Boyd Tonkin: In the era of mass free publishing, we need taste-makers more than ever
Boyd Tonkin is Senior Writer and a columnist at The Independent. An award-winning journalist, he was formerly Literary Editor at The Independent, and before that Social Policy Editor and then Books Editor at the New Statesman magazine. He has broadcast extensively for BBC arts and current affairs programmes and has judged the Booker Prize, the Whitbread biography award, the Commonwealth Writers Prize and the David Cohen Prize. In 2001, he re-founded the Independent Foreign Fiction Prize for literature in translation, and serves on its judging panel every year.
Saturday 28 July 2012
Critical gate-keepers, editors, curators, arbiters, judges – all those sifters and assessors so abused in the pseudo-democracy of the online self-publishing age: come back, there is nothing to forgive. In fact, we could do with many more of you.
A few months ago, I wrote an appreciative review of Tan Twan Eng's exquisite second novel The Garden of Evening Mists. It gloomily argued: "That a novel of this linguistic refinement and searching intelligence should come from a tiny Newcastle imprint tells us a lot about the vulgarity of corporate publishing today."
That's the glass-half-empty position. On the other hand, even if the conglomerates had failed to nurture a writer of his calibre, a small independent outfit – Myrmidon Editions – had exercised better taste. Now Tan has justly won a place on the Man Booker long-list.
Beyond the usual roll-call of famous absentees (some reasonably overlooked; at least a couple not), this year's prize long-list revives a fine Booker tradition. It switches the spotlight onto good fiction promoted by niche, boutique and kitchen-table publishers. Along with Tan, both Deborah Levy's Swimming Home (And Other Stories) and Alison Moore's The Lighthouse (Salt) find a place in the final dozen. None of the three pocket-size indies on the list exists to flatter the populist free-for-all in publishing that attracts so much lazy approval these days. Quite the reverse.
In poetry and (more recently) fiction, Salt has always applied the most exacting standards. As for the subscription-based newcomer And Other Stories, its model points the way towards a future for quality fiction. Most of its books so far have been translations. Recent highlights include Carlos Gamerro's post- Falklands fantasia The Islands, and Oleg Zaionchkovsky's Moscow satire Happiness is Possible. Online discussion among the publisher's broad community of supporters can sway the choice of titles. Subscribers certainly have a voice, but a voice that joins a chorus of informed and involved stakeholders.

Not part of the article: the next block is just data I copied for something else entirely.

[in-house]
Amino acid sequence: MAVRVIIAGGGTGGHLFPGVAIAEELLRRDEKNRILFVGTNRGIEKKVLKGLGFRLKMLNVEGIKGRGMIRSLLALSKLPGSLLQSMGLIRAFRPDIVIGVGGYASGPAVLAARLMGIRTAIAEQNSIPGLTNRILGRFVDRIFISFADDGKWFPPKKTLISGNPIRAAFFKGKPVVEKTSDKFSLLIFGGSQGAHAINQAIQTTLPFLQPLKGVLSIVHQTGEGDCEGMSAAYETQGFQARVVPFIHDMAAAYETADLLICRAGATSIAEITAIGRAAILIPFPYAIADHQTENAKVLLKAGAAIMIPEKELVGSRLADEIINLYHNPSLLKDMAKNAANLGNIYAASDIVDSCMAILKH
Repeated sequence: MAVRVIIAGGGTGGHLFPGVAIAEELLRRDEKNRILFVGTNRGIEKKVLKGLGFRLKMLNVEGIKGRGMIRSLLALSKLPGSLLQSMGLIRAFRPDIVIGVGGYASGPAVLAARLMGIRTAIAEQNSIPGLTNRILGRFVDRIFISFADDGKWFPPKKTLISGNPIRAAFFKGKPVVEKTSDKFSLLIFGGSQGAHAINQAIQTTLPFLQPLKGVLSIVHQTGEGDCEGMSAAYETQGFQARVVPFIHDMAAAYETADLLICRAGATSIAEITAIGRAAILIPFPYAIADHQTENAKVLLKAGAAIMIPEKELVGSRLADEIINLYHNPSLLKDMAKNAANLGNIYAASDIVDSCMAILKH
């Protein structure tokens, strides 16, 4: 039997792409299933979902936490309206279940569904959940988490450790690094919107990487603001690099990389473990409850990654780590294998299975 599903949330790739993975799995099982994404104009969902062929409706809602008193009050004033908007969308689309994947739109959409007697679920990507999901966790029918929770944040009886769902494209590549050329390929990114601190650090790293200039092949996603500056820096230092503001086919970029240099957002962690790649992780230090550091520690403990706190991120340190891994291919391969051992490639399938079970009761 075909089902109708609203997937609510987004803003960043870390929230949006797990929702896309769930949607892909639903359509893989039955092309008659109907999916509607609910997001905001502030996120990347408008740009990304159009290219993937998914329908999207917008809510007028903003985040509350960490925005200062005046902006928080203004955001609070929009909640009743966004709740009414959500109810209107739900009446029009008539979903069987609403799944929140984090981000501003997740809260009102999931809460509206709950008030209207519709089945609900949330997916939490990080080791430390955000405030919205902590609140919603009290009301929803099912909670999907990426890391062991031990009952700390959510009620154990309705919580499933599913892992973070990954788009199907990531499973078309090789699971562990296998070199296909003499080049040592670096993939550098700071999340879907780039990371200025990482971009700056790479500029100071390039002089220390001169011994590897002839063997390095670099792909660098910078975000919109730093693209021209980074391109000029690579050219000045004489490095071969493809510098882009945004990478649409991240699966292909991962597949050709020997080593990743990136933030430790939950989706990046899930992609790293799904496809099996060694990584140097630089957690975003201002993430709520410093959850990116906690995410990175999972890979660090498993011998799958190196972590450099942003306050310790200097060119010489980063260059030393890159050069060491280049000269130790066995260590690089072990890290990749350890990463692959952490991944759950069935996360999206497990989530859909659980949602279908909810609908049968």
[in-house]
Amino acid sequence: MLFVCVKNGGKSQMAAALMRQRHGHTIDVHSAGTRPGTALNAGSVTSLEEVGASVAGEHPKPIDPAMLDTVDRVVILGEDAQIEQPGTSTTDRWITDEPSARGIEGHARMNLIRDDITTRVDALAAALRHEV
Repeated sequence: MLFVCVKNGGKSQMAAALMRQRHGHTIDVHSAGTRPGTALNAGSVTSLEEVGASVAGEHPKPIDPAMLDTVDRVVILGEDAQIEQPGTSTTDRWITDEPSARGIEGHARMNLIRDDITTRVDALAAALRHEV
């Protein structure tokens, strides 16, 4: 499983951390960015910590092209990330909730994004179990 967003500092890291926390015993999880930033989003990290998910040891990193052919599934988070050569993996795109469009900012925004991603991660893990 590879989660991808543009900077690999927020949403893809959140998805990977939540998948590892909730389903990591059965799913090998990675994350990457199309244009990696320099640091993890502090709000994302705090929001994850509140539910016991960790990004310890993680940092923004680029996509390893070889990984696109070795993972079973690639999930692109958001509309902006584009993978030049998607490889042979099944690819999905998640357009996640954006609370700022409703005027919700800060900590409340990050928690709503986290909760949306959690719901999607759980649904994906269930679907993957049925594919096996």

So, yes, new media can help to open up the channels of assessment and selection – but in a form that lifts rather depresses the level of editorial decision-making. The gate-keepers may multiply, but the process of judgment matters as much as ever. To enlist the jargon of political theory, a venture such as And Other Stories depends on a deliberative model of choice, not a plebiscitary one. Even with an online tribe of reader-editors, curating a list means more than just weighing the votes.
In a healthy publishing landscape, such collaborative editing should still leave room for strong-minded indies who publish a few books a year simply because a couple of committed individuals love them. Whether one mind or many makes the choice, what matters is that they pick the brightest and boldest in their field rather than drift with the current and follow the herd. This isn't "elitism" but exactly the contrary: a respect for your readers, and a determination that they should not have to waste time by wading through industrial volumes of rubbish.
Once publishers have done a proper job, then so should the professional critics. That includes prize juries. This week it emerged that, even in the trough of a double-dip recession, 18 candidates have bid to take over from Orange as sponsors of the prize that used to carry its name. In a time of low-cost, zero-editing online publication, as hundreds of thousands of would-be novelists fling their literary babies out into the digital void, the arbiters of taste face a heavier workload than ever.
As the stampede to succeed Orange shows, the perceived value of their role will rise rather than fall. At every stage on the publishing highway, the keepers of the gate will still stand guard. And rightly so.
Colombia flies the flag for literature
On Colombia's national day, its London embassy marked the award 30 years ago of the Nobel Prize to Gabriel Garcia Marquez. In his speech the ambassador, Mauricio Rodriguez Munera, had no hesitation in calling the novelist "the greatest Colombian". How long is it since we would have heard such a title easily bestowed on a living British author – Charles Dickens in the 1860s? And how many events have UK embassies ever held to honour three recent Nobel laureates: VS Naipaul, Harold Pinter and Doris Lessing?
Pay those taxes: Zadie tells us why
Among notable Man Booker omissions this year, I feel saddest about Zadie Smith. Her novel NW (due in a few weeks' time) represents a new development in an astonishing career, still only a dozen years old. Never mind. It (and she) will triumph elsewhere. In the meantime, Smith continues to grow as a public intellectual whose eloquent marriage of head and heart can generate a language of conscience that today's politicians can only envy. The New York Review of Books carries a wonderful essay by her in defence not only of the public libraries of her Willesden childhood, but of the enabling state that taught, inspired and healed her. "To steal another writer's title: England made me. It has never been hard for me to pay my taxes because I understand it to be the repaying of a large, in fact, an almost incalculable, debt." HMRC should send this out with every tax return.
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